This film has a great sense of spectacle and fantasy, the story driven in large part by the performance of (the late) Jerry Ito, who masterfully portrays vile, ego maniacal and greedy entrepreneur Clark Nelson. Ito's performance makes it easy to despise "Clark Nelson" and cheer for Mothra to come and rescue the two island "fairies". The score, by Yuki Koseki, is sweeping, majestic and grand and compliments the acting and special effects quite well. The special effects, courtesy of Eiji Tsuburaya, are outstanding, the miniature effects and wireworks effects used to bring Mothra to life a marvel to watch. The rendering of the larval Mothra is done through people inside a prop, Haruo Nakajima manning the "head" portion of the suit. The adult(flying) form is rendered through a large prop which is maneuvered via a system of overhead wires. Mattes are used quite a bit for Mothra's attack on the Rolisican metropolis called "New Kirk City". Other Toho actors in this movie include Hiroshi Koizumi as the linguist "Shinichi Chujo", Frankie Sakai as "Zenichiro Fukuda"(nicknamed "Snapping Turtle" in the original film and "Bulldog" in the English dubbed version). Kyouko Kagawa, who played "Michi Hanamura", was very cute. Kenji Sahara has a small role as a helo pilot, Harold Conway portrays the Rolisican Ambassador, and Robert Dunham plays a Rolisican police detective.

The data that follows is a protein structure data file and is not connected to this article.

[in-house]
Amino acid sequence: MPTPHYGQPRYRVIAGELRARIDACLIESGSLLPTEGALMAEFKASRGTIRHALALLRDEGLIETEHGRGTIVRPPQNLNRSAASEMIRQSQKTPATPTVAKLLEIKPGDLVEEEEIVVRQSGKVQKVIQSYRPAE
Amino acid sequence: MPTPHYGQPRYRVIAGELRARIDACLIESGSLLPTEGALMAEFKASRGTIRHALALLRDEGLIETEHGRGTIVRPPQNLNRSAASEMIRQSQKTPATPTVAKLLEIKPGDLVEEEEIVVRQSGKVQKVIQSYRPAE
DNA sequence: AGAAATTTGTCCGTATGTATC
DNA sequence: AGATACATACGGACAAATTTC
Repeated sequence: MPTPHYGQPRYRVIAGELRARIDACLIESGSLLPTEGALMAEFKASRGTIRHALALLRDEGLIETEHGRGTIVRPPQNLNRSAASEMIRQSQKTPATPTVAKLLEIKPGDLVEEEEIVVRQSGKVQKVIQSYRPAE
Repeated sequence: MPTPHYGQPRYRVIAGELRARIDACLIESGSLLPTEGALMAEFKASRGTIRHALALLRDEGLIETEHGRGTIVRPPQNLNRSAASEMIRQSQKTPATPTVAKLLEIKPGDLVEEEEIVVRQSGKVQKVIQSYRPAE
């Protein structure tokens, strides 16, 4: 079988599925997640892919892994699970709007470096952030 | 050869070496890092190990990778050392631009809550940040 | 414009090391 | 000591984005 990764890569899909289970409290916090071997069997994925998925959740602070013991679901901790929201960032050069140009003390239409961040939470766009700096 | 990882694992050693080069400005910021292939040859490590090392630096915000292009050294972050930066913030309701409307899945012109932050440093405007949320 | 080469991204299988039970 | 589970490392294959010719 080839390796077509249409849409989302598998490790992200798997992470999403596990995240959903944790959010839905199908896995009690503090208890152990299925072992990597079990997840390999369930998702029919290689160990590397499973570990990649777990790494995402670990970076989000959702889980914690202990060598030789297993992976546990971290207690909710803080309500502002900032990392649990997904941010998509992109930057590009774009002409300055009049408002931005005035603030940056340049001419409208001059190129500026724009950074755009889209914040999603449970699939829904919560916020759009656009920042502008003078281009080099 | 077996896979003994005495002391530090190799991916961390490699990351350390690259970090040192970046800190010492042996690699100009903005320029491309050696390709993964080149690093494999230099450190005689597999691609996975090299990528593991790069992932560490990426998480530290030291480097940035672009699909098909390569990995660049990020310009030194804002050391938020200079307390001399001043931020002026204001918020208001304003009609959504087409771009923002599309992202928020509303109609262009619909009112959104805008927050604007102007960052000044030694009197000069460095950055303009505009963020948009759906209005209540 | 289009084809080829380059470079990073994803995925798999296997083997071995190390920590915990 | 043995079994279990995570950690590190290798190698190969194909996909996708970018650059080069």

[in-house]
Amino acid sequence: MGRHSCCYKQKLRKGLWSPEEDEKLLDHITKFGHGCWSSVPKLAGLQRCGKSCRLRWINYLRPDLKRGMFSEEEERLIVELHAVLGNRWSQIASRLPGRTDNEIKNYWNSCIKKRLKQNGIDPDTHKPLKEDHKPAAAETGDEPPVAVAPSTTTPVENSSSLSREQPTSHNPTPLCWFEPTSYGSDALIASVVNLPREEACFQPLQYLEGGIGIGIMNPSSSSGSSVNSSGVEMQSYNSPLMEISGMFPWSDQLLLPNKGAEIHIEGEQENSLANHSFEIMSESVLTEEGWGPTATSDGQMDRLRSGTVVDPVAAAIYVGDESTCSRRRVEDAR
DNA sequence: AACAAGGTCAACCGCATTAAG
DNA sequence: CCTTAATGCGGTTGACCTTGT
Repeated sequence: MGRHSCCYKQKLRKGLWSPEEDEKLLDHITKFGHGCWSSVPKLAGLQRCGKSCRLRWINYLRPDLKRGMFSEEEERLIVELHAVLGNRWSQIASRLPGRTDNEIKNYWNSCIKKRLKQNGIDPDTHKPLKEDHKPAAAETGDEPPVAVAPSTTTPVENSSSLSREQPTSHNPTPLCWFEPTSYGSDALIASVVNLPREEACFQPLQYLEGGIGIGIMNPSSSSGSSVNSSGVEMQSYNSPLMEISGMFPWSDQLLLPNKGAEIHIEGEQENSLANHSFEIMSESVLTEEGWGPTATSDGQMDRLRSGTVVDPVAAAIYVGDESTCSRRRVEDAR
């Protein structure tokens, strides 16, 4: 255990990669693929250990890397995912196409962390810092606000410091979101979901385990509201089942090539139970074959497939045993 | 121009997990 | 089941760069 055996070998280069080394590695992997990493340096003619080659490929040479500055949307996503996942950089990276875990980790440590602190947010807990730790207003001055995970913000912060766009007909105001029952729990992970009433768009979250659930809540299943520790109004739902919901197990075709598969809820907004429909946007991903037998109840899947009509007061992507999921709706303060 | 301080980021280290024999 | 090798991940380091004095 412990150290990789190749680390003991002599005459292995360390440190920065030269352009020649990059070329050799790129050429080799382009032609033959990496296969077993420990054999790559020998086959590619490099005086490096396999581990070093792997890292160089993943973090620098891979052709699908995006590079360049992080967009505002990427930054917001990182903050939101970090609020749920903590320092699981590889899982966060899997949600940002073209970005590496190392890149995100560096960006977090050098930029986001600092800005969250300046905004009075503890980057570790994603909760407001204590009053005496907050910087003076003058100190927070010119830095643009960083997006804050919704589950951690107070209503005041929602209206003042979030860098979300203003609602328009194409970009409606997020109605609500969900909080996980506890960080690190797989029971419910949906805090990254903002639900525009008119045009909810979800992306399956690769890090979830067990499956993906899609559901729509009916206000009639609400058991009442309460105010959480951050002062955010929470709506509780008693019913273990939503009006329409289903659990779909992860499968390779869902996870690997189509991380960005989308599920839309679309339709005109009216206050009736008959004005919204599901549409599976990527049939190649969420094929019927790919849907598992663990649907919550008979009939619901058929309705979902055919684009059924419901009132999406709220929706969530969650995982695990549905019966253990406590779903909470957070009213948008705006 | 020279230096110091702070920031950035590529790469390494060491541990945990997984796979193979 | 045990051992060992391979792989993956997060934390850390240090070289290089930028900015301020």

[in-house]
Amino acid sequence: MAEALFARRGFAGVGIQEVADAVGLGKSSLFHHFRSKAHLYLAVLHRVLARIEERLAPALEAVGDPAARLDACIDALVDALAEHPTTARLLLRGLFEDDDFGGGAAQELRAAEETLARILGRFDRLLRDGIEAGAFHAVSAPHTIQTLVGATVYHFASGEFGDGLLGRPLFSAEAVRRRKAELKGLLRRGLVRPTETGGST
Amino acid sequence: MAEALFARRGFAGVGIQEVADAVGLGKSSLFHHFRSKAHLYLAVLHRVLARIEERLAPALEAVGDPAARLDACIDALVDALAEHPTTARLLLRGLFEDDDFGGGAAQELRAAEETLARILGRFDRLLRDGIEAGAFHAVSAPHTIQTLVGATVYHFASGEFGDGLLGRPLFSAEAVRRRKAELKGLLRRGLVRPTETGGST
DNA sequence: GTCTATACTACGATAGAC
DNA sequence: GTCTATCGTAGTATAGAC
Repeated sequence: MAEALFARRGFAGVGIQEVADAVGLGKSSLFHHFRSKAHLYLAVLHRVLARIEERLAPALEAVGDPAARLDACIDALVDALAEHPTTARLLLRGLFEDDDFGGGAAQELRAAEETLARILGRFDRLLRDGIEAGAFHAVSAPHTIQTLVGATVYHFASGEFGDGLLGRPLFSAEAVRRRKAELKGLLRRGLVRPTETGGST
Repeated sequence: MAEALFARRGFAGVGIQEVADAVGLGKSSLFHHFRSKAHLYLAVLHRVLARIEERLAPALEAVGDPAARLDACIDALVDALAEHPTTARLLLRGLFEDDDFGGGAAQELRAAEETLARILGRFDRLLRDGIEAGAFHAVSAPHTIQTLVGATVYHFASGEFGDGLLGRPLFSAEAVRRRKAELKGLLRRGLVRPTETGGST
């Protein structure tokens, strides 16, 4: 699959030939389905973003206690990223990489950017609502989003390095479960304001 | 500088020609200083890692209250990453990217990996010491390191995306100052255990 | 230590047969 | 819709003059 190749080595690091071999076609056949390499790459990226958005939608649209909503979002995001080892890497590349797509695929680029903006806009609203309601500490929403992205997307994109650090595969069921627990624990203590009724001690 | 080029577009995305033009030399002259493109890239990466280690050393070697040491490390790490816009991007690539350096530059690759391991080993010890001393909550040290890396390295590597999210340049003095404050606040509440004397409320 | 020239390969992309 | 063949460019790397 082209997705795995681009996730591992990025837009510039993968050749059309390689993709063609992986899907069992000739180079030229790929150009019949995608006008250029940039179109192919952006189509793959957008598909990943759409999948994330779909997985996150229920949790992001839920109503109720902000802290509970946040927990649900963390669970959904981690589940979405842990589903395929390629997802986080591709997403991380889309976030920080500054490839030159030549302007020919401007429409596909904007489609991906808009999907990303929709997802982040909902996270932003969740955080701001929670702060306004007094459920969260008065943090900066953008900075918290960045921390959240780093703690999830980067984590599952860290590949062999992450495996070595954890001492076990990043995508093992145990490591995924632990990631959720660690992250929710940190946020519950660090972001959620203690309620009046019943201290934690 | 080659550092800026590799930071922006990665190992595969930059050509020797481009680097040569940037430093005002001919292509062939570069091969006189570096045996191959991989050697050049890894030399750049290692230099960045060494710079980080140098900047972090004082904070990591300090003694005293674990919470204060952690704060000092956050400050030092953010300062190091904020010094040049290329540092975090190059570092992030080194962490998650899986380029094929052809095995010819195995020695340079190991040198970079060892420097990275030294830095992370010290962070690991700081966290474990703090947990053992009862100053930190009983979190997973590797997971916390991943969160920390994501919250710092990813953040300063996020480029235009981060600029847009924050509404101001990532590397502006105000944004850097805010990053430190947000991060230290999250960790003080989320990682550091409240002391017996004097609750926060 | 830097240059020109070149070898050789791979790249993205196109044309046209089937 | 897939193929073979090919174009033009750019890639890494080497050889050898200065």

I've seen some message board criticism of this film for being a bit slow at times and also because it doesn't have non-stop kaiju action. Motha(1961) is, like many films, a story and in this story it does take some time for the creature to become prominent in the film's storyline. Once Mothra does the various sequences of both the larval and adult Mothra on the rampage, both in Tokyo and in the skies over "New Kirk City" respectively, are visually marvelous as we see the creature display the full force of its destructive power.

The film, which did quite well at the box office both in Japan and in the United States, was shot in color and 2:35.1 widescreen aspect ratio. It is available on Region 2 DVD and can be purchased via online order at either or CDJapan, though in Japanese language only(no English subtitles). Mothra(1961) was also released to Region 1 DVD in 2009 as part of a DVD set called Icons Of Sci-Fi: Toho Collection, the set also including the Toho films Battle In Outer Space(1959) and The H-Man(1958).

The film has appeared on Turner Classic Movies(the Columbia Pictures version in English dubbed language) and also other cable channels as well.

The R2 DVD for sale at CDJapan:

The R1 DVD set of Icons Of Sci-Fi: Toho Collection for sale at

The original Toho trailer: